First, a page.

So, how exactly does it work? We mean, really work.
That’s the reaction lots of people have when they read about a new product in a magazine or on-line. (Other reactions include "looks cool", "what a bunch of hype", and "Wow. Hot model.")
So it was great news when Autoblogger Chris found XM Radio in his wanderings at the Consumer Electronics Show (CES) in Las Vegas, Nevada, and got the lowdown on the satellite radio company’s Advance Services Concept (see here for Autoblog’s post on this service).
So how does it really work? Take it away, Chris (pictures and text after the jump)
“Amidst the din of shock jocks Opie & Anthony (pictured above), XM Satellite Radio introduced its Advanced Services Concept, housed in this Lexus LX 470. It features the following "XmXtras":
Combines traditional XM Satellite radio with GPS, real-time traffic, sports, weather, stocks, satellite video and parking.
"Using much of XM's existing architecture, the provider has figured out a way to jam eight channels worth of live audio/video feeds into the mix. That means eight TV channels without a cumbersome large roof-resident dish as with the huge RaySat setup (albeit far fewer channels). Also has on-demand programming.
Working with parking data supplier NuMetrics, XM's real-time data as to what spots are available where on your GPS map.
"Basically, it can tell you there are twenty spots available at CostCo before you arrive, and give you the phone number and address to the place as well.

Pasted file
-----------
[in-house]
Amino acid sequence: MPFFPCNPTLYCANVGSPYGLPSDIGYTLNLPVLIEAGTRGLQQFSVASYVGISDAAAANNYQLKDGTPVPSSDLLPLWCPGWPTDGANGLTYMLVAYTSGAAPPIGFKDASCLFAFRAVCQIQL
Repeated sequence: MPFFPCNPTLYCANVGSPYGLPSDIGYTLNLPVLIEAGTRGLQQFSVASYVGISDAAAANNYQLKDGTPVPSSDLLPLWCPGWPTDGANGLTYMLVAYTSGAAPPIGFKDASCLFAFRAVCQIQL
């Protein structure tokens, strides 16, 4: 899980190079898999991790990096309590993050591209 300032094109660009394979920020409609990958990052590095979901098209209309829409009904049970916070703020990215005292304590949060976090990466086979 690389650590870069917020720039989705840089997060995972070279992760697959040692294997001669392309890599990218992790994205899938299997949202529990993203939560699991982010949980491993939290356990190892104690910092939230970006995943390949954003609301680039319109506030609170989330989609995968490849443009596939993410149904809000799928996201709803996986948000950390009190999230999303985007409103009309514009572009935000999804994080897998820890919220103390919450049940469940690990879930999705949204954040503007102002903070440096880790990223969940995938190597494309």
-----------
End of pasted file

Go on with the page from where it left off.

Advanced voice recognition program (XM partnered with a company called VoiceBox) allows users to speak in 'natural' phrases by cherry-picking key words.
"One can say "What's the weather in Cleveland like today?" and have it read the answer to you. It also stays on-topic.... one can then say "and in Baton Rouge?" without repeating the rest of the phrasing. Also works for sports scores ("How'd the Mets do last night?", stock quotes, etc.) Also works with XM radio: "I'd like to listen to Fred" or "What White Stripes album is this song from?"
Weather ties in with GPS to let you know when you're about to hit bad weather
"It can tell you in advance whether your road is headed for a thunderstorm or icy conditions. Uses technology derived from XM WX Satellite Weather, their aviator meteorology system used in 80% of new private aircraft.
The voice recognition has just been embedded (last week), so it isn't software driven anymore, an important step in getting closer to production. XM Product Marketing Analyst Sven Finnis (seen in the pic giving me a demonstration) says that this system could be seen on production vehicles within a year (he didn't say which ones, but mfgs like Acura already use advanced XM products like their trafffic service).”